Design with forms as well as patterns


Jiaxiu Cai
TU Delft, Architecture and the Built Environment
Keywords: morphological approach, design with patterns, design with forms


The research investigates How can the morphological approach in combination with the pattern language approach assist urban designers to achieve historical continuity in urban design both on theory and application levels.

This research overviews the developments and applications of the two approaches worldwide with a special emphasis on the Dutch school. The Dutch morphological reduction technique and the Dutch interpretation of a pattern language are used in the case study–Wuhan, a Chinese city–to study the transformation of urban form and life style. The multi-scalar historical morphological analysis results in an atlas that consists of four series of analytical maps on three levels of scale as well as 13 spatial structuring elements of the city; whereas the public life study results in a pattern book consisting of 20 individual patterns and three pattern languages. The practical implications and relevance for -- the design of -- the future of the city are discussed.

The research is set up in a systematic and symmetrical manner for comparison of and reflection on the two approaches. It concludes that:

The morphological approach can be used to interpret first space (perceived space) and convey its information into second space (conceived space), whereas the pattern language approach can be used to interpret third space (lived space) and convey its information into second space (conceived space).

The morphological approach has a tendency to work from large scale to small scale and the pattern language approach tends to be built up from small scale to large scale, whereas urban design works with multiple scales at the same time.

The morphological approach and the pattern language approach provide means for urban designers to systematically recognize historical layers so as to distill the meaning in the physical and non-physical contexts respectively. Consirately adding another layer that contains the contemporary meaning (design intervention) to these recognized layers is the way to pass down and simultaneously generate incremental change in the tradition of the context. This results in historical continuity and thus in permanence in urban design.

The morphological approach, the pattern language approach, and urban design are processes in themselves and can be combined into one integrated process.

The morphological approach, the pattern language approach and urban design are characterized by reduction, abstraction, interpretation, and communication.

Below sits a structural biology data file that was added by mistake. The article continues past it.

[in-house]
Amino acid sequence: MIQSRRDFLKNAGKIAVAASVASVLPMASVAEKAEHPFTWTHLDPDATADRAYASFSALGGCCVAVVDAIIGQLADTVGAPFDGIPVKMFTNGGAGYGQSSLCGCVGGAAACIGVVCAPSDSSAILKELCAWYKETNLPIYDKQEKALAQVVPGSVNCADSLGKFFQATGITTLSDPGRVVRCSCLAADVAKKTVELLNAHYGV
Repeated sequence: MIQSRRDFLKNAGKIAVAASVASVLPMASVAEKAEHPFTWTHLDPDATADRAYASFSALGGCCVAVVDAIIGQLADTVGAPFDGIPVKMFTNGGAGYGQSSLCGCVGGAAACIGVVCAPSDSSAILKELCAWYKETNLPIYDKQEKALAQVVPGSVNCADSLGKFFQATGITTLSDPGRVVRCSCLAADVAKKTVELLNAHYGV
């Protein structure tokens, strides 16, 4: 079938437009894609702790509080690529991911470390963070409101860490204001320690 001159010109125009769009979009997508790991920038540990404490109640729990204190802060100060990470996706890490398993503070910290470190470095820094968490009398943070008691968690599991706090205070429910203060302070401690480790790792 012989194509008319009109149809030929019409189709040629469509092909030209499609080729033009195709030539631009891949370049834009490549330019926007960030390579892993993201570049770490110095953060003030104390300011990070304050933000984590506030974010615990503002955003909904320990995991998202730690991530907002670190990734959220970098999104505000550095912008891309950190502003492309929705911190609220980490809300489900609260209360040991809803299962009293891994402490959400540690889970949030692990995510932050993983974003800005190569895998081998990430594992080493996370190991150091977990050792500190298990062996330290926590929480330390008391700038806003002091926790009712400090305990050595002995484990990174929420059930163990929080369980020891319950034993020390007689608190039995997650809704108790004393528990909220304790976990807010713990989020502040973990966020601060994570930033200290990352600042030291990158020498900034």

Some properties of the two approaches can be seen as counterparts, because the roles these properties play in the design process tend to be similar:

—— Individual homogeneous areas vs Individual patterns;

—— Structural homogeneous areas vs Anchoring points/ Structuring patterns;

—— Secondary connections in homogeneous areas vs Linkages between patterns;

—— ? / Typology of homogeneous areas vs Clusters of patterns

Author Biography

Jiaxiu Cai, TU Delft, Architecture and the Built Environment

Jiaxiu CAI (1985) was born in Changchun, Jilin province, P.R. China. She obtained a Bachelor of Architecture (2008) and a Master of Architecture in Architecture Design and its Theory (2012) in the School of Architecture and Urban Planning in Huazhong University of Science and Technology in Wuhan. During her master studies, she was teaching in the bachelor design studio as an assistant and involved in a local architecture firm working on a series of market driven architecture and urban design projects. From 2008 to 2009, she participated in the Poverty Alleviation Relay Program of the Central Committee of the Communist Young League. It is a state-led relay program sending postgraduate students to the poorest villages in China to teach for a year.

In 2012, she received a scholarship from China Scholarship Council to support her Ph.D research at the chair of Urban Design in the Department of Urbanism, Faculty of Architecture and the Built Environment, Delft University of Technology (TU Delft), the Netherlands. From 2016, she has been teaching in design studios in the Urbanism Master Program and Minor Program.

She was the international collaboration coordinator of two municipal urban planning and design institutions in China, Wuhan Land Use and Urban Spatial Planning Research Centre (2014 to 2017), and Changchun Institute of Urban Planning and Design (2016 to 2017). She has been the international design studio coordinator and guest teacher of the School of Architecture and Urban Planning in Huazhong University of Science and Technology (HUST), Wuhan, China (2014 to 2017). She was awarded a half-year fellowship by the Urban Knowledge Network Asia (UKNA) at the International Institute for Asian Studies (IIAS), the Netherlands, to conduct research and give lectures in leading Chinese universities and institutions (2015 to 2016).

Being a curiosity-driven and internationally oriented person, with her Chinese and European educational background and working experiences, she feels the deep desire and strong wish to explore the world, especially in the urban design profession. She is always delighted and very enthusiastic to work together with colleagues and aim for any international collaborations in research projects and urban design practices.



March 27, 2020

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